5 Tips for Negotiating Your Salary

Questions to Ask Potential Employers during a Job Interview

In this article, we go through the do’s and don’t’s of negotiating your salary.

While we’re in the tech world, this can be beneficial for practically any profession.

Beforehand, this might include researching what similar positions are paying, coming prepared with evidence of your past successes and achievements (most important part of an interview), being confident in your value as an employee, and leveraging any connections you may have within the company.

“What are your salary expectations?”

This is a classic question where recruiters want to get a feel for what kind of salary you expect.

However, it’s generally not a good idea to give out your salary expectations.

Instead, it’s a good idea to flip it back on the recruiter and ask what the compensation band is for that position.

Also, if you’re in the states of California or Washington, they have to share a compensation band with you.

It’s also okay to say that you don’t have a specific number in mind, especially if the role is a bigger jump.

If they do share a range, don’t say it’s too high or too low, but say that it’s a great start so the door is open to negotiate later.

Being neutral is key to not overshare or undershare at the same time.

Don’t give them your number

When they’re ready to make you an offer, it’s still at this point you don’t want to throw in a number.

Basically ask for what the compensation structure entails and the perks and benefits. Then you can go from there.

When to start talking numbers

Once you know the role, the company culture, the compensation band, then you might now feel comfortable throwing out a number.

Do your research

Once you have all the information and data, when they do give out a number you can determine whether that’s a good number or whether to up it instead.

Some jobs, of course, have performance incentives. You can ask how the payout structure on things like bonuses work (e.g., once per year, twice per year).

If they don’t offer a bonus, you can use that as a leverage point against them and request a higher number for your base salary.

What’s the best format for this conversation?

Usually, the best format to have these conversations is through email.

Over email you can be careful with your word choice and frame everything exactly as you want.

Having everything in writing can also be helpful for reference.

It also limits miscommunication.

For example, if you said $150 on the phone the recruiter may mishear and believe you said $115 and that way you can avoid any snafus.

You can also relay your information to the compensation team or other managers on the email.

It can also be easy for some to ease up on the phone and discount themselves.

Email can also help prime a recruiter for a call if that’s eventually what happens.

Other helpful hints

When you provide a range…

When you give a range, they will almost always offer you exactly the bottom of the range.

So try giving a range where the lowest number is a number that you would be really happy with.

That way they think they make a bargain for signing you at the bottom of the range, but in reality that is already your dream salary (for now).

Negotiate every offer

Negotiate on every single job offer.

The game is that whoever says the number first loses.

This means never give an exact number for your salary, always provide a range.

If you are comfortable with $80K then tell them my range is $80K – $100K. The $80K number is just an example.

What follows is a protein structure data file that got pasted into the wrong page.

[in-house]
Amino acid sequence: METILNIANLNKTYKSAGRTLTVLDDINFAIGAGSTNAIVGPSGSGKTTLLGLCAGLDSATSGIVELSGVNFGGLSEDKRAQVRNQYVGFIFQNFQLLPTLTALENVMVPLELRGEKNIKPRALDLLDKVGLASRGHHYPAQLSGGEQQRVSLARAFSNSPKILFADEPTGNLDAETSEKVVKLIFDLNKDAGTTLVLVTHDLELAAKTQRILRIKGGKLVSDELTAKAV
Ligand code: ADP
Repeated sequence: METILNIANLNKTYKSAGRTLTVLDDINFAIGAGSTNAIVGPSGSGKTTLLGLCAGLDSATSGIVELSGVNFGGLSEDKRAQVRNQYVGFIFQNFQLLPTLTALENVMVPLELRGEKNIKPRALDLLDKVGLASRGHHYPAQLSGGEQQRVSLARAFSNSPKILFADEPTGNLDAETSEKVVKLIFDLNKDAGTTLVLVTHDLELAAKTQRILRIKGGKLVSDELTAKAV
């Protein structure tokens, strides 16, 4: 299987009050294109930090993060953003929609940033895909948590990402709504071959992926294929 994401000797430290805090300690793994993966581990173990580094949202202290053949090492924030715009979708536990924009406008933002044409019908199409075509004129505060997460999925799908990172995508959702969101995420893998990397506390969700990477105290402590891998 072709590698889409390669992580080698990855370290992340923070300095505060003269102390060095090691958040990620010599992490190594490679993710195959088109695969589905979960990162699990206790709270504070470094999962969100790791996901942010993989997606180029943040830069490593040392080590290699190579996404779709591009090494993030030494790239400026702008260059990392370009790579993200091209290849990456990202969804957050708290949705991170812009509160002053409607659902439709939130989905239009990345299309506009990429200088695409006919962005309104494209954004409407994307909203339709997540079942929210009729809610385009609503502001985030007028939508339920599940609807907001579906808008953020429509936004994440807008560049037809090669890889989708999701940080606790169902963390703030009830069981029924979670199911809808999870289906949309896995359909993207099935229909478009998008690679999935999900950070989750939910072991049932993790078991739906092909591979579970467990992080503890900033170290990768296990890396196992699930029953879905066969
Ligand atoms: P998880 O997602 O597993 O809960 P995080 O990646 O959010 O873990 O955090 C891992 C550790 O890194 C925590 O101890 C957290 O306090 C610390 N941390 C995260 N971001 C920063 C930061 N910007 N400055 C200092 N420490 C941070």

Apart from salary there are several other things you can negotiate depending on which level of job you are applying for.

  • Salary (Common)
  • PTO (Paid Time Off) (Common)
  • Remote Work (Common)
  • Signing Bonus
  • Education Stipend
  • Flex Days
  • Transportation Stipend
  • Stocks as Bonus

Things you cannot negotiate:

  • Medical Coverage
  • Any other kind of coverage like Dental, Vision
  • Retirement Plans

Stick with 2-3 things. This means you are going to negotiate Salary and PTO, for example, and stick with those things. This means more base pay and more PTO.

* Keep in mind that the above list of things is not a complete list and it really depends on the city and company you are applying for.

Directly from the mind of a hiring director

“Being a hiring director and knowing lots of hiring managers and directors in FANG and big corporate here are my 5 cents: we are not looking to pay you less than people who already work for us with similar skillset (that’s unethical and borderline illegal), we are not going to pay you more (or less) than our band for the role you are applying.

What this means is:

(1) our recruiters will be happy to give you a band for the role or ask for your expectations

(2) based on the interview you might get offer for more or less money depending on what sub-band we think you land on. It doesn’t really matter that much what you initially asked for.

Note: that this applies to giant companies who care about their reputation.”


When it comes to salary expectations during the interview don’t give things away right away.

Be sure to understand the role, company culture, and compensation structure before negotiating.

If you are negotiating your salary, keep in mind that the best format is email. Try to be as specific and clear as possible in your wording, and be sure to negotiate every offer you get.

Additionally, consider all of the factors that can impact your salary negotiation, such as bonuses and perks like transportation stipends or stocks.

And above all else, try to stay confident and professional throughout the process. With these tips in mind, you’re sure to secure a fair compensation package that reflects your skills and experience.

Software Blade

SoftwareBlade.com covers today's software and tomorrow's emerging technology.

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